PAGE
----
BACKGROUND: Ketoprofen is a non-steroidal anti-inflammatory drug which has been widely used for domestic animals. Orally administered racemic ketoprofen has been reported to be absorbed well in pigs, and bioavailability was almost complete. The objectives of this study were to analyze R- and S-ketoprofen concentrations in plasma after oral (PO) and intra muscular (IM) routes of administration, and to assess the relative bioavailability of racemic ketoprofen for both enantiomers between those routes of administration in growing pigs. METHODS: Eleven pigs received racemic ketoprofen at dose rates of 4 mg/kg PO and 3 mg/kg IM in a randomized, crossover design with a 6-day washout period. Enantiomers were separated on a chiral column and their concentrations were determined by liquid chromatography-tandem mass spectrometry. Pharmacokinetic parameters were calculated and relative bioavailability (Frel) was determined for S and R –ketoprofen. RESULTS: S-ketoprofen was the predominant enantiomer in pig plasma after administration of the racemic mixture via both routes. The mean (+/- SD) maximum S-ketoprofen concentration in plasma (7.42 mg/L +/- 2.35 in PO and 7.32 mg/L +/- 0.75 in IM) was more than twice as high as that of R-ketoprofen (2.55 mg/L +/- 0.99 in PO and 3.23 mg/L +/- 0.70 in IM), and the terminal half-life was three times longer for S-ketoprofen (3.40 h +/- 0.91 in PO and 2.89 h +/- 0.85 in IM) than R-ketoprofen (1.1 h +/- 0.90 in PO and 0.75 h +/- 0.48 in IM). The mean (+/- SD) relative bioavailability (PO compared to IM) was 83 +/- 20% and 63 +/- 23% for S-ketoprofen and R-ketoprofen, respectively. CONCLUSIONS: Although some minor differences were detected in the ketoprofen enantiomer concentrations in plasma after PO and IM administration, they are probably not relevant in clinical use. Thus, the pharmacological effects of racemic ketoprofen should be comparable after intramuscular and oral routes of administration in growing pigs.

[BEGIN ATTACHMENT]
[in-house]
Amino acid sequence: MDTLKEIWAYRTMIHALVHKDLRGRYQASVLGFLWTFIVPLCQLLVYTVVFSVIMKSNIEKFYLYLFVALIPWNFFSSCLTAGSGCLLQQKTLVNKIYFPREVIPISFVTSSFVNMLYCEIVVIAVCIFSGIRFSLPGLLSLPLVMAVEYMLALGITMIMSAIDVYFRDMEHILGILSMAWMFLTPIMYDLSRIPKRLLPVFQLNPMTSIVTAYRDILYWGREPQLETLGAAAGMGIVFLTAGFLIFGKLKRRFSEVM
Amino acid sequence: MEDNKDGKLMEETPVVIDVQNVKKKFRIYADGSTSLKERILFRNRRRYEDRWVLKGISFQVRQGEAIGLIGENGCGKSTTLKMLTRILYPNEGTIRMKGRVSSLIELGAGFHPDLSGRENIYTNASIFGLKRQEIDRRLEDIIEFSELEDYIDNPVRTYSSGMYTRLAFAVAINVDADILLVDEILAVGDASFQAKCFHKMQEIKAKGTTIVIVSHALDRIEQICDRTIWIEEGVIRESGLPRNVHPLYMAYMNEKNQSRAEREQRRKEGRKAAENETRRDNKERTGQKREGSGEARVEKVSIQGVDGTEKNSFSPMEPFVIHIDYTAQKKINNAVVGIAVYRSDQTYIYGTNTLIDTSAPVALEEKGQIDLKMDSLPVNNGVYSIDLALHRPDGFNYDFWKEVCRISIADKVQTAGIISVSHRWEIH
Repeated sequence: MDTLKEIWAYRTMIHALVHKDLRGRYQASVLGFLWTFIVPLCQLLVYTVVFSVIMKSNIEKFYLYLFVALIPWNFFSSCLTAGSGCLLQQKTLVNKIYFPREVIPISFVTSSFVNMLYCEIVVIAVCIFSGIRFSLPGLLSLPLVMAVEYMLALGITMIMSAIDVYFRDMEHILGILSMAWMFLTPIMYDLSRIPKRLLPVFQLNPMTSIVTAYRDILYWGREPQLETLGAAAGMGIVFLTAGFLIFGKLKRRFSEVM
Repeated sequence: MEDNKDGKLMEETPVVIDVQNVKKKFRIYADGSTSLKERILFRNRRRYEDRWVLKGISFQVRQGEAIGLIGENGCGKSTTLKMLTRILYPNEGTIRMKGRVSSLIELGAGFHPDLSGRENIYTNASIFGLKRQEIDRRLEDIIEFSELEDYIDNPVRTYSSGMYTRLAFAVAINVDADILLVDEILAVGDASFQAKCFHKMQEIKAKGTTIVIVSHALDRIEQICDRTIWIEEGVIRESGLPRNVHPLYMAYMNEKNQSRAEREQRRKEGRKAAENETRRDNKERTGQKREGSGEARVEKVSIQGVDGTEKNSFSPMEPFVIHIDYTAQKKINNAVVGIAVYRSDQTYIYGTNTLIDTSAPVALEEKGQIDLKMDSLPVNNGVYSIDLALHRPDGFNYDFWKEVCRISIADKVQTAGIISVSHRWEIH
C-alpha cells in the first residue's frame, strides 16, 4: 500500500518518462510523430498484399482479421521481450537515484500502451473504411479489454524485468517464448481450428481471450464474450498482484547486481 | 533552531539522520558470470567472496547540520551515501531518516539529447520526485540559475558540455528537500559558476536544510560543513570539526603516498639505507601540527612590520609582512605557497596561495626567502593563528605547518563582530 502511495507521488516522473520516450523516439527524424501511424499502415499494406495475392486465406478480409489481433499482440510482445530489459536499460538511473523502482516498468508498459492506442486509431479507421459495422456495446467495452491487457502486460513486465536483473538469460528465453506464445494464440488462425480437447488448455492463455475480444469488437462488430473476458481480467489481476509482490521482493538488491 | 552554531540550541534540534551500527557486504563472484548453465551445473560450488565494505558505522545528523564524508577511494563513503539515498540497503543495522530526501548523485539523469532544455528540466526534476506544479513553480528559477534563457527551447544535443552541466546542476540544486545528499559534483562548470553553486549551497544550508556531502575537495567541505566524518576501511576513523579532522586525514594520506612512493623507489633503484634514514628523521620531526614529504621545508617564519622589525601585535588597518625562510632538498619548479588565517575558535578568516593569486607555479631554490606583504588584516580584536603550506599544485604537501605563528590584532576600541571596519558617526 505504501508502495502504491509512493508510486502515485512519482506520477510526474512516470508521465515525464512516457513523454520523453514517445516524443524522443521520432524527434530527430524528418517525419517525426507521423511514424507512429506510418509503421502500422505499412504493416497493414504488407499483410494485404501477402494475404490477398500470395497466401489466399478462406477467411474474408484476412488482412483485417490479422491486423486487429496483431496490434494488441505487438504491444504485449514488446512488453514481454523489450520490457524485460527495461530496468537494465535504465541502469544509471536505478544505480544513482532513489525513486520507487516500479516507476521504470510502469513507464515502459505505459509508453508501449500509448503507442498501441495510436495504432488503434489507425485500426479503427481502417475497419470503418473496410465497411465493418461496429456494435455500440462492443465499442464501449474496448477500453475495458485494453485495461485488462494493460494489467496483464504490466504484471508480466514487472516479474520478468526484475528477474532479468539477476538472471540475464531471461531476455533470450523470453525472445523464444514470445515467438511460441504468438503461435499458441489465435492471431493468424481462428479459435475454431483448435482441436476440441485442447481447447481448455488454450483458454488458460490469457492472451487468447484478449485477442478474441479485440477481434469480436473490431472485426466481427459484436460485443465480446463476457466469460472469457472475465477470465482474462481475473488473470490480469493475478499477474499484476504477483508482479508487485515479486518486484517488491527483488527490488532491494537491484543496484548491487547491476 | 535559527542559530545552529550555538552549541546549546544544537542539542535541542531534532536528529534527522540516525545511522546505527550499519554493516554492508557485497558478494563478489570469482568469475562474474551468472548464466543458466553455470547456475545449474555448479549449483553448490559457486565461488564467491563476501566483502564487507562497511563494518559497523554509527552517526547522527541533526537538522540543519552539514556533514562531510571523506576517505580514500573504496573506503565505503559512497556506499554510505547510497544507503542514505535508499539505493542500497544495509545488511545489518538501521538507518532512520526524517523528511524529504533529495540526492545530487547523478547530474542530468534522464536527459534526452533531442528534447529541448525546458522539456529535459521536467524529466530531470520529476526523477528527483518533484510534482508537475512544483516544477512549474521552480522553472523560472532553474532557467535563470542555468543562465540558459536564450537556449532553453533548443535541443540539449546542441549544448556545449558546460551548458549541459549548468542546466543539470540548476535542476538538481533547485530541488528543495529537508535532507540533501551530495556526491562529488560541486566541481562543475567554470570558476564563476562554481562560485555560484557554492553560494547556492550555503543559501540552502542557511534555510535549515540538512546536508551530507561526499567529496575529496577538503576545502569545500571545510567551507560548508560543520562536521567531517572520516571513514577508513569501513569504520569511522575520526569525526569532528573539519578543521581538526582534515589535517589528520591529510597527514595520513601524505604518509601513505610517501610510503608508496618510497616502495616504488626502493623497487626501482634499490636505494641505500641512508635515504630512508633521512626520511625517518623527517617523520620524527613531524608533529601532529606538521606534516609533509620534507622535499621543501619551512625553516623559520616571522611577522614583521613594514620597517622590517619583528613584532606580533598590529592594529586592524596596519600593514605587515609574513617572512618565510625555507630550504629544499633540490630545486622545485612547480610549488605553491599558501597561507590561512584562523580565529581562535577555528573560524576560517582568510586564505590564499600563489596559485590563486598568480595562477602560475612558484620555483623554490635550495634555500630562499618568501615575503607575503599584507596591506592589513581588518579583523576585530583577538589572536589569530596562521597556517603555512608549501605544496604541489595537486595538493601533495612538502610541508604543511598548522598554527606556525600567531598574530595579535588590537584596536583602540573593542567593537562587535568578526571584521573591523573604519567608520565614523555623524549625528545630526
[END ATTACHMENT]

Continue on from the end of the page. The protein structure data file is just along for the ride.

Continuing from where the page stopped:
Concepts: Pharmacology, Stereochemistry, Enantiomer, Non-steroidal anti-inflammatory drug, Anti-inflammatory, Liquid chromatography-mass spectrometry, Bioavailability, Racemic mixture


Curcumin revealed various health-beneficial properties in numerous studies. However its bioavailability is low due to its limited intestinal uptake and rapid metabolism. The aim of our project was to develop novel curcumin formulations with improved oral bioavailability and to study their safety as well as potential sex-differences.

Concepts: Cultural studies, Bioavailability